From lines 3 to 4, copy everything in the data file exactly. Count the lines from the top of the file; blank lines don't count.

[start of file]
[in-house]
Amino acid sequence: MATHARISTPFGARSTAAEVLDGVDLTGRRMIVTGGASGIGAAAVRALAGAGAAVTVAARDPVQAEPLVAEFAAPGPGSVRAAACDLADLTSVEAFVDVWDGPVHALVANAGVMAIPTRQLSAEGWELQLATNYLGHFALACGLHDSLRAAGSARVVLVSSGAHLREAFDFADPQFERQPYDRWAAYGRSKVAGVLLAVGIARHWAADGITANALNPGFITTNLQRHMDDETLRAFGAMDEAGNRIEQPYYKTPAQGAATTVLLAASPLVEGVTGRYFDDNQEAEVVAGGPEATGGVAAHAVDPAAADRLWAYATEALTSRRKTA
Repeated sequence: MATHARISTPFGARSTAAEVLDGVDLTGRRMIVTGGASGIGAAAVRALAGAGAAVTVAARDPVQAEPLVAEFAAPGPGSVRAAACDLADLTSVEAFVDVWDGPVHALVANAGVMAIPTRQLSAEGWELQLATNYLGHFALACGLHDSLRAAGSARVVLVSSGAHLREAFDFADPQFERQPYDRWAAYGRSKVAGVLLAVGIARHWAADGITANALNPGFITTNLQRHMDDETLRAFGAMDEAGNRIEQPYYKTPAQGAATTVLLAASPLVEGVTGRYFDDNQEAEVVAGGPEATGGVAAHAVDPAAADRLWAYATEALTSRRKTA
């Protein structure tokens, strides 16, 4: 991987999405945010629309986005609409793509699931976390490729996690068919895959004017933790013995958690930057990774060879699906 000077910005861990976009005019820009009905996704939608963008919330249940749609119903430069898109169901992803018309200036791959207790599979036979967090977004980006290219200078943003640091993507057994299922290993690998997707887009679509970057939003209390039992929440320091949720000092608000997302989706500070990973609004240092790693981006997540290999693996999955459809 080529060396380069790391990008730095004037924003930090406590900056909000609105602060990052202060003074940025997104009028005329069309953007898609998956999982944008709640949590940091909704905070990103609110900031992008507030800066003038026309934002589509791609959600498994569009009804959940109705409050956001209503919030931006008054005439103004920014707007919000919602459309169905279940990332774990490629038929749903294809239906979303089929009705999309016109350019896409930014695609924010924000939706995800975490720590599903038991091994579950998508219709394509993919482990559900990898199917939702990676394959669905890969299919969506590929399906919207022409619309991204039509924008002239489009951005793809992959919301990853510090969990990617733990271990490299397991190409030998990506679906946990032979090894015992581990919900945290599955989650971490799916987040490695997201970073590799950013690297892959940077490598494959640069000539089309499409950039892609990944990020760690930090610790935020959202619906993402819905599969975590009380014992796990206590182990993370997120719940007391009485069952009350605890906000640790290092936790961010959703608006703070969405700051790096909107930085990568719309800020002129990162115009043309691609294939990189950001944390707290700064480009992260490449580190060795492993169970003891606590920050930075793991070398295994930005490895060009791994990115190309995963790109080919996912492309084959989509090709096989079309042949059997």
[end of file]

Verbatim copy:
Repeated sequence: MATHARISTPFGARSTAAEVLDGVDLTGRRMIVTGGASGIGAAAVRALAGAGAAVTVAARDPVQAEPLVAEFAAPGPGSVRAAACDLADLTSVEAFVDVWDGPVHALVANAGVMAIPTRQLSAEGWELQLATNYLGHFALACGLHDSLRAAGSARVVLVSSGAHLREAFDFADPQFERQPYDRWAAYGRSKVAGVLLAVGIARHWAADGITANALNPGFITTNLQRHMDDETLRAFGAMDEAGNRIEQPYYKTPAQGAATTVLLAASPLVEGVTGRYFDDNQEAEVVAGGPEATGGVAAHAVDPAAADRLWAYATEALTSRRKTA
């Protein structure tokens, strides 16, 4: 991987999405945010629309986005609409793509699931976390490729996690068919895959004017933790013995958690930057990774060879699906 000077910005861990976009005019820009009905996704939608963008919330249940749609119903430069898109169901992803018309200036791959207790599979036979967090977004980006290219200078943003640091993507057994299922290993690998997707887009679509970057939003209390039992929440320091949720000092608000997302989706500070990973609004240092790693981006997540290999693996999955459809 080529060396380069790391990008730095004037924003930090406590900056909000609105602060990052202060003074940025997104009028005329069309953007898609998956999982944008709640949590940091909704905070990103609110900031992008507030800066003038026309934002589509791609959600498994569009009804959940109705409050956001209503919030931006008054005439103004920014707007919000919602459309169905279940990332774990490629038929749903294809239906979303089929009705999309016109350019896409930014695609924010924000939706995800975490720590599903038991091994579950998508219709394509993919482990559900990898199917939702990676394959669905890969299919969506590929399906919207022409619309991204039509924008002239489009951005793809992959919301990853510090969990990617733990271990490299397991190409030998990506679906946990032979090894015992581990919900945290599955989650971490799916987040490695997201970073590799950013690297892959940077490598494959640069000539089309499409950039892609990944990020760690930090610790935020959202619906993402819905599969975590009380014992796990206590182990993370997120719940007391009485069952009350605890906000640790290092936790961010959703608006703070969405700051790096909107930085990568719309800020002129990162115009043309691609294939990189950001944390707290700064480009992260490449580190060795492993169970003891606590920050930075793991070398295994930005490895060009791994990115190309995963790109080919996912492309084959989509090709096989079309042949059997």